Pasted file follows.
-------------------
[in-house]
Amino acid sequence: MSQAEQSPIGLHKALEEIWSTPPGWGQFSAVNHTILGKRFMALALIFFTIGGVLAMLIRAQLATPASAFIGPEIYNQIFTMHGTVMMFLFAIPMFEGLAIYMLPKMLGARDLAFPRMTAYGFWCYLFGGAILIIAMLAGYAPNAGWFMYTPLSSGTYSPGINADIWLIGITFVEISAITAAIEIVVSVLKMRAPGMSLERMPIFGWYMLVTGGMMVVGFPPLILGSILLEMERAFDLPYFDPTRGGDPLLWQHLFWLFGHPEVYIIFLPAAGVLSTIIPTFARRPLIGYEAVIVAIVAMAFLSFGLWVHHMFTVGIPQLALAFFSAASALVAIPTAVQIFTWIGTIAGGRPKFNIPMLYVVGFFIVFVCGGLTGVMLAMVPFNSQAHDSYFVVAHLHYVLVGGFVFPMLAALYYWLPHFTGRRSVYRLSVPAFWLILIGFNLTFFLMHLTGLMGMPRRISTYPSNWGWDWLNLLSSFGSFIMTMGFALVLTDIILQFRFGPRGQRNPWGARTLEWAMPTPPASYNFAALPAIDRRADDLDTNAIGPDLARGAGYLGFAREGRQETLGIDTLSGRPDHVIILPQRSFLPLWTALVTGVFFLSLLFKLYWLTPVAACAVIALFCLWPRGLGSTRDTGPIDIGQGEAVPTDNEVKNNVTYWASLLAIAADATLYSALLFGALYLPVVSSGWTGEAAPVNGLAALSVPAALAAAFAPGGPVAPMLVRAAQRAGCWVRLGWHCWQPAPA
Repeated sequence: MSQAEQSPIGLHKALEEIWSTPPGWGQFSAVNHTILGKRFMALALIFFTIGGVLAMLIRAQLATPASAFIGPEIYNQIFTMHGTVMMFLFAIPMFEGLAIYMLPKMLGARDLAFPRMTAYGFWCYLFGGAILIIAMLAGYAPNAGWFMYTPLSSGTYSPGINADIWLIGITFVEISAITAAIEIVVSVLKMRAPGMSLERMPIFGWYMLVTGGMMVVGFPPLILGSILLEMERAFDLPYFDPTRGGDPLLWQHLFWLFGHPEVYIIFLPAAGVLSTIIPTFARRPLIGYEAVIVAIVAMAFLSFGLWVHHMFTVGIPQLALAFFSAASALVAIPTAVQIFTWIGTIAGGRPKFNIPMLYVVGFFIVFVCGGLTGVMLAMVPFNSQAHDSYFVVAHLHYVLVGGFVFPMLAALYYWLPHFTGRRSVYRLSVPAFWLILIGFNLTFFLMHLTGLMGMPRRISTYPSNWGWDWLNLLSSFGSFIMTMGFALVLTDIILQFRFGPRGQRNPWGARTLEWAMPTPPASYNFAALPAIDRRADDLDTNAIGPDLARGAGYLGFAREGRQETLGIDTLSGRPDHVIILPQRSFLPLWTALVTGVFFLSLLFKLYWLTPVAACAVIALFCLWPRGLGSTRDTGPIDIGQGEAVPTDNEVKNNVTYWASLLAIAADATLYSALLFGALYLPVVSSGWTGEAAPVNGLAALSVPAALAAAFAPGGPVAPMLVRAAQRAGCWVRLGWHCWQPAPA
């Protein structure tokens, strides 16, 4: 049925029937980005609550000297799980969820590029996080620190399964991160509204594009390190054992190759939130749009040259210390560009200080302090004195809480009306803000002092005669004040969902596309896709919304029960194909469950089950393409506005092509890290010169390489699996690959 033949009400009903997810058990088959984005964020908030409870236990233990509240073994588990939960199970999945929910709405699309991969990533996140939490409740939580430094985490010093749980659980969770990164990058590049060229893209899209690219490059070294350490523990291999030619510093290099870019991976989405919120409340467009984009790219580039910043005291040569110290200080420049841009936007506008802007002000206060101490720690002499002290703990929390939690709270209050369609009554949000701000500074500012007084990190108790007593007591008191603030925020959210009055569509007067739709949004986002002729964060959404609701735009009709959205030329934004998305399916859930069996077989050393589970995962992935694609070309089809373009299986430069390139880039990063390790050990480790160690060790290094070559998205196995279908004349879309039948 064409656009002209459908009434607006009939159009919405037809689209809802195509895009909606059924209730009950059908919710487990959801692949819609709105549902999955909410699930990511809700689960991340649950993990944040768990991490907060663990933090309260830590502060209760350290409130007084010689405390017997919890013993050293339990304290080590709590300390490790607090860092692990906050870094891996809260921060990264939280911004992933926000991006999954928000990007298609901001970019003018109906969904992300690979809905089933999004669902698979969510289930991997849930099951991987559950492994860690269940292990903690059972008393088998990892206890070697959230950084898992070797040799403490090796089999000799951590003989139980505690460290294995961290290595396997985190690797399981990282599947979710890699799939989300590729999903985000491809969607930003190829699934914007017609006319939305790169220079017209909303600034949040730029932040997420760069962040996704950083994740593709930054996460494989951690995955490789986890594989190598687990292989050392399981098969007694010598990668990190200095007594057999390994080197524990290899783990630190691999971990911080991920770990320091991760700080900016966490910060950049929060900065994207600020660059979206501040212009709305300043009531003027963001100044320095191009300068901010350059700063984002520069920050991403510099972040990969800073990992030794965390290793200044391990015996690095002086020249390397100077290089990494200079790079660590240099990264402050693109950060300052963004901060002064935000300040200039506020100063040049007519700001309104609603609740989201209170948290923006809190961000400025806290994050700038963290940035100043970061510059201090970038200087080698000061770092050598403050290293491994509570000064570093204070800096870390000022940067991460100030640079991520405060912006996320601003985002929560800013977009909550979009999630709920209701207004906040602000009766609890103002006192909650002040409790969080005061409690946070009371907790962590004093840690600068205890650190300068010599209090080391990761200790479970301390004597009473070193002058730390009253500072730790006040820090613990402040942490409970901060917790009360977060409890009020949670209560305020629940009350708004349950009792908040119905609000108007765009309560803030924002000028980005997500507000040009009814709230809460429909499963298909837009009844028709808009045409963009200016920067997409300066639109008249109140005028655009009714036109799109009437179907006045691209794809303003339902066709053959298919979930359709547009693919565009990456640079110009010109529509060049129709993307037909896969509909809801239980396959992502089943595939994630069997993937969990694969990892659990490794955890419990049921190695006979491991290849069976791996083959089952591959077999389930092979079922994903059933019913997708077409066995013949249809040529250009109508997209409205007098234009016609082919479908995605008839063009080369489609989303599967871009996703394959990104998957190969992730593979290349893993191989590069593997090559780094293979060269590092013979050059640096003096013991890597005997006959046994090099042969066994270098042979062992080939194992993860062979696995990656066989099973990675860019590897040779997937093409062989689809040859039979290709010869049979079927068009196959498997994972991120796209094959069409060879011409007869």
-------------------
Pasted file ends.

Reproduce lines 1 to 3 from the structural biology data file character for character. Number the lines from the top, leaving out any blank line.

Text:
[in-house]
Amino acid sequence: MSQAEQSPIGLHKALEEIWSTPPGWGQFSAVNHTILGKRFMALALIFFTIGGVLAMLIRAQLATPASAFIGPEIYNQIFTMHGTVMMFLFAIPMFEGLAIYMLPKMLGARDLAFPRMTAYGFWCYLFGGAILIIAMLAGYAPNAGWFMYTPLSSGTYSPGINADIWLIGITFVEISAITAAIEIVVSVLKMRAPGMSLERMPIFGWYMLVTGGMMVVGFPPLILGSILLEMERAFDLPYFDPTRGGDPLLWQHLFWLFGHPEVYIIFLPAAGVLSTIIPTFARRPLIGYEAVIVAIVAMAFLSFGLWVHHMFTVGIPQLALAFFSAASALVAIPTAVQIFTWIGTIAGGRPKFNIPMLYVVGFFIVFVCGGLTGVMLAMVPFNSQAHDSYFVVAHLHYVLVGGFVFPMLAALYYWLPHFTGRRSVYRLSVPAFWLILIGFNLTFFLMHLTGLMGMPRRISTYPSNWGWDWLNLLSSFGSFIMTMGFALVLTDIILQFRFGPRGQRNPWGARTLEWAMPTPPASYNFAALPAIDRRADDLDTNAIGPDLARGAGYLGFAREGRQETLGIDTLSGRPDHVIILPQRSFLPLWTALVTGVFFLSLLFKLYWLTPVAACAVIALFCLWPRGLGSTRDTGPIDIGQGEAVPTDNEVKNNVTYWASLLAIAADATLYSALLFGALYLPVVSSGWTGEAAPVNGLAALSVPAALAAAFAPGGPVAPMLVRAAQRAGCWVRLGWHCWQPAPA
Repeated sequence: MSQAEQSPIGLHKALEEIWSTPPGWGQFSAVNHTILGKRFMALALIFFTIGGVLAMLIRAQLATPASAFIGPEIYNQIFTMHGTVMMFLFAIPMFEGLAIYMLPKMLGARDLAFPRMTAYGFWCYLFGGAILIIAMLAGYAPNAGWFMYTPLSSGTYSPGINADIWLIGITFVEISAITAAIEIVVSVLKMRAPGMSLERMPIFGWYMLVTGGMMVVGFPPLILGSILLEMERAFDLPYFDPTRGGDPLLWQHLFWLFGHPEVYIIFLPAAGVLSTIIPTFARRPLIGYEAVIVAIVAMAFLSFGLWVHHMFTVGIPQLALAFFSAASALVAIPTAVQIFTWIGTIAGGRPKFNIPMLYVVGFFIVFVCGGLTGVMLAMVPFNSQAHDSYFVVAHLHYVLVGGFVFPMLAALYYWLPHFTGRRSVYRLSVPAFWLILIGFNLTFFLMHLTGLMGMPRRISTYPSNWGWDWLNLLSSFGSFIMTMGFALVLTDIILQFRFGPRGQRNPWGARTLEWAMPTPPASYNFAALPAIDRRADDLDTNAIGPDLARGAGYLGFAREGRQETLGIDTLSGRPDHVIILPQRSFLPLWTALVTGVFFLSLLFKLYWLTPVAACAVIALFCLWPRGLGSTRDTGPIDIGQGEAVPTDNEVKNNVTYWASLLAIAADATLYSALLFGALYLPVVSSGWTGEAAPVNGLAALSVPAALAAAFAPGGPVAPMLVRAAQRAGCWVRLGWHCWQPAPA